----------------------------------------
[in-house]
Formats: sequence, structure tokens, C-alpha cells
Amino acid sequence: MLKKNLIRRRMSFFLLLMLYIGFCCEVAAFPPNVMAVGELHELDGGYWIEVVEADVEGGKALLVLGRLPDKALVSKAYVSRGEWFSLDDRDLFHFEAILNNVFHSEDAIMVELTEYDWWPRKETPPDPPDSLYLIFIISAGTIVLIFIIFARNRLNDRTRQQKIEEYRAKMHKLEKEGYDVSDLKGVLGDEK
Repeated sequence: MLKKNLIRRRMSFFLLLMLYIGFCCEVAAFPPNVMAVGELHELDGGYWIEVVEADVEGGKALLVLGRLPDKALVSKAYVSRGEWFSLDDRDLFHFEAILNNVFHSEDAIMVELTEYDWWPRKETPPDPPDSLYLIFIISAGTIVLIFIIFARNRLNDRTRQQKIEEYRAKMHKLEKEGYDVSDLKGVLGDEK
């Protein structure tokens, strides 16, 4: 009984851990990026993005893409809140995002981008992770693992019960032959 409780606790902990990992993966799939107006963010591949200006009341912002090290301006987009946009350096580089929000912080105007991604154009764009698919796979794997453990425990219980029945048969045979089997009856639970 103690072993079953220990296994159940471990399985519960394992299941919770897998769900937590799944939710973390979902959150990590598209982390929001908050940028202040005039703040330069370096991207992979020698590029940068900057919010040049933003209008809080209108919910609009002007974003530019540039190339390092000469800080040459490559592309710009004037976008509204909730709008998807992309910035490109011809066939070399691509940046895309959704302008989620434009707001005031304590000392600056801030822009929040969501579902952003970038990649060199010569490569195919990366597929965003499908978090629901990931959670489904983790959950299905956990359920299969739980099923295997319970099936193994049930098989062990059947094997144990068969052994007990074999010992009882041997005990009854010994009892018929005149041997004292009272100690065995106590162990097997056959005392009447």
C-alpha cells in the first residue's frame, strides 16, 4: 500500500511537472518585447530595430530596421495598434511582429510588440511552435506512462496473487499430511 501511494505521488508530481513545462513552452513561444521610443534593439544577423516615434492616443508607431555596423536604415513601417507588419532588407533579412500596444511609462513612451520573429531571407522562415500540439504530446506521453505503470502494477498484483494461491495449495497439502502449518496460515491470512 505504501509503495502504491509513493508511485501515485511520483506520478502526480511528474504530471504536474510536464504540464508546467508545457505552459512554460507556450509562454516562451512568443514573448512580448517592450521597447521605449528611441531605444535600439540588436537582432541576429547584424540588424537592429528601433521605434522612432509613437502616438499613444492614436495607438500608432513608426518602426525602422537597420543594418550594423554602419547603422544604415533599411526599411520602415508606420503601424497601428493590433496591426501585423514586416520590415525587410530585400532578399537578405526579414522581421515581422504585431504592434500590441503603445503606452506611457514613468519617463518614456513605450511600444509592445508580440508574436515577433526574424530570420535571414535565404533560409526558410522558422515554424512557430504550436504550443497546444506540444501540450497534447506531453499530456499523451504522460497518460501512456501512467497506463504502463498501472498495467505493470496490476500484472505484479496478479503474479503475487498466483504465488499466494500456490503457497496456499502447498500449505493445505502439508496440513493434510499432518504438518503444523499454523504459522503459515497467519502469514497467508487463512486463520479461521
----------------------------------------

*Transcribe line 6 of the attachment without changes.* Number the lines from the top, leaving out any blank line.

C-alpha cells in the first residue's frame, strides 16, 4: 500500500511537472518585447530595430530596421495598434511582429510588440511552435506512462496473487499430511 501511494505521488508530481513545462513552452513561444521610443534593439544577423516615434492616443508607431555596423536604415513601417507588419532588407533579412500596444511609462513612451520573429531571407522562415500540439504530446506521453505503470502494477498484483494461491495449495497439502502449518496460515491470512 505504501509503495502504491509513493508511485501515485511520483506520478502526480511528474504530471504536474510536464504540464508546467508545457505552459512554460507556450509562454516562451512568443514573448512580448517592450521597447521605449528611441531605444535600439540588436537582432541576429547584424540588424537592429528601433521605434522612432509613437502616438499613444492614436495607438500608432513608426518602426525602422537597420543594418550594423554602419547603422544604415533599411526599411520602415508606420503601424497601428493590433496591426501585423514586416520590415525587410530585400532578399537578405526579414522581421515581422504585431504592434500590441503603445503606452506611457514613468519617463518614456513605450511600444509592445508580440508574436515577433526574424530570420535571414535565404533560409526558410522558422515554424512557430504550436504550443497546444506540444501540450497534447506531453499530456499523451504522460497518460501512456501512467497506463504502463498501472498495467505493470496490476500484472505484479496478479503474479503475487498466483504465488499466494500456490503457497496456499502447498500449505493445505502439508496440513493434510499432518504438518503444523499454523504459522503459515497467519502469514497467508487463512486463520479461521